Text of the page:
In addition, there will likely be competition and controversy at every step along the way toward implementation. Foundations are recognized as “neutral brokers” and conveners on matters of public concern. This effort can promote collaboration over competition among communities and the state with a goal of maximizing the potential benefits of the law.
Third, while the law is far from perfect, the provisions of ACA can have a profoundly positive impact for hundreds of thousands of Ohioans who are uninsured or underinsured and lack adequate access to preventive and primary care. ACA represents an historic opportunity to boost the health care access of thousands of this community’s citizens. But that potential will only be realized if we identify and engage creative, effective partnerships to make the most of this chance.
Anyone interested in more information about the coalition and its work can contact Claudia Herrold at 614.224.1344.
Grantmakers in Health (GIH), with support from the Robert Wood Johnson Foundation, has awarded a $15,000 matching grant to a group of Ohio funders, all of whom are members of Ohio Grantmakers Forum.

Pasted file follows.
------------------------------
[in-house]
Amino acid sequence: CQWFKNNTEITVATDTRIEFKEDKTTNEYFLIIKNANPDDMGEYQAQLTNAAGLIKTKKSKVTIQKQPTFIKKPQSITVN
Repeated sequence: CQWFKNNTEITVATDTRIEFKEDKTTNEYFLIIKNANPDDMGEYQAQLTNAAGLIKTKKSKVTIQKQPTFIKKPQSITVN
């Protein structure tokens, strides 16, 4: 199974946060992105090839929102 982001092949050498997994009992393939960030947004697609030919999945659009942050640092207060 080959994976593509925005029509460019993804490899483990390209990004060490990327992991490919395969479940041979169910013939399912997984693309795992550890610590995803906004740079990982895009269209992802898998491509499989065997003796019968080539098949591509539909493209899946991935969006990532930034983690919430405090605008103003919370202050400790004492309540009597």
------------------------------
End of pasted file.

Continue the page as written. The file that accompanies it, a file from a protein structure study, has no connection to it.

The funders will use the grant dollars to offer grant writing support to the Ohio Department of Health as it implements the Affordable Care Act. The George Gund Foundation, The Health Foundation of Greater Cincinnati, Kaiser Permanente, Mt. Sinai Health Care Foundation and Saint Luke’s Foundation of Cleveland, Ohio submitted the proposal (with assistance from OGF) and are providing the match dollars required by the GIH grant.
Karen Hughes, acting director at the Ohio Department of Health, provided a letter of support for the grant request. She pointed out how welcome the funds would be – especially in the face of past and looming budget cuts that resulted in staff reductions – to help the department apply for various federal grants related to the Affordable Care Act.
The GIH grant is yet another example of public-private partnerships where government and private funders collaborate for the betterment of the state. It is also the first accomplishment for a larger, emerging coalition of OGF members, Ohio Funders Coalition Supporting Health Care Reform Implementation. The coalition began to coalesce last summer, when two foundations asked OGF to help convene funders from across the state.
There were two main reasons for bringing people together. First, funders wanted to educate themselves about the new health care reform law, the state’s plans for implementation and how it might impact their work. Second, they wanted to explore how they might work together to help implement the law in Ohio. The creation of this coalition in itself is an unprecedented effort among these health funders, with support from OGF: stay tuned for more about its work.